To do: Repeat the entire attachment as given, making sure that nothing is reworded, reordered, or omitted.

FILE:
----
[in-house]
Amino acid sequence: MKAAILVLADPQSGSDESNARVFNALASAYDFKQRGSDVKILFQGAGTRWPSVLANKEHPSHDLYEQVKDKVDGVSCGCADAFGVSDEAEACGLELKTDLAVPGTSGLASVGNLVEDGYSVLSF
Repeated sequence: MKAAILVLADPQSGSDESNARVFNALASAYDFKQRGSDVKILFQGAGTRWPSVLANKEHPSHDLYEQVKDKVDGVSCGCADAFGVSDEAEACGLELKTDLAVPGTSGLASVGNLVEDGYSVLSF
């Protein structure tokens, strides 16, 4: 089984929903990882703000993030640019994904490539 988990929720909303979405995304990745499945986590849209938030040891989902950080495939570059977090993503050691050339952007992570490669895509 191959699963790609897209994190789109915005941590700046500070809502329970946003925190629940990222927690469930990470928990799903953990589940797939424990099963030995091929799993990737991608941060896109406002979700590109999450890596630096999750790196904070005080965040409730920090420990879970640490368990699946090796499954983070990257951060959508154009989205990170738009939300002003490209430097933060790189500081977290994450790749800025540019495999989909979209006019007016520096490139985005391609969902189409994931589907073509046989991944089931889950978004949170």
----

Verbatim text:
[in-house]
Amino acid sequence: MKAAILVLADPQSGSDESNARVFNALASAYDFKQRGSDVKILFQGAGTRWPSVLANKEHPSHDLYEQVKDKVDGVSCGCADAFGVSDEAEACGLELKTDLAVPGTSGLASVGNLVEDGYSVLSF
Repeated sequence: MKAAILVLADPQSGSDESNARVFNALASAYDFKQRGSDVKILFQGAGTRWPSVLANKEHPSHDLYEQVKDKVDGVSCGCADAFGVSDEAEACGLELKTDLAVPGTSGLASVGNLVEDGYSVLSF
């Protein structure tokens, strides 16, 4: 089984929903990882703000993030640019994904490539 988990929720909303979405995304990745499945986590849209938030040891989902950080495939570059977090993503050691050339952007992570490669895509 191959699963790609897209994190789109915005941590700046500070809502329970946003925190629940990222927690469930990470928990799903953990589940797939424990099963030995091929799993990737991608941060896109406002979700590109999450890596630096999750790196904070005080965040409730920090420990879970640490368990699946090796499954983070990257951060959508154009989205990170738009939300002003490209430097933060790189500081977290994450790749800025540019495999989909979209006019007016520096490139985005391609969902189409994931589907073509046989991944089931889950978004949170």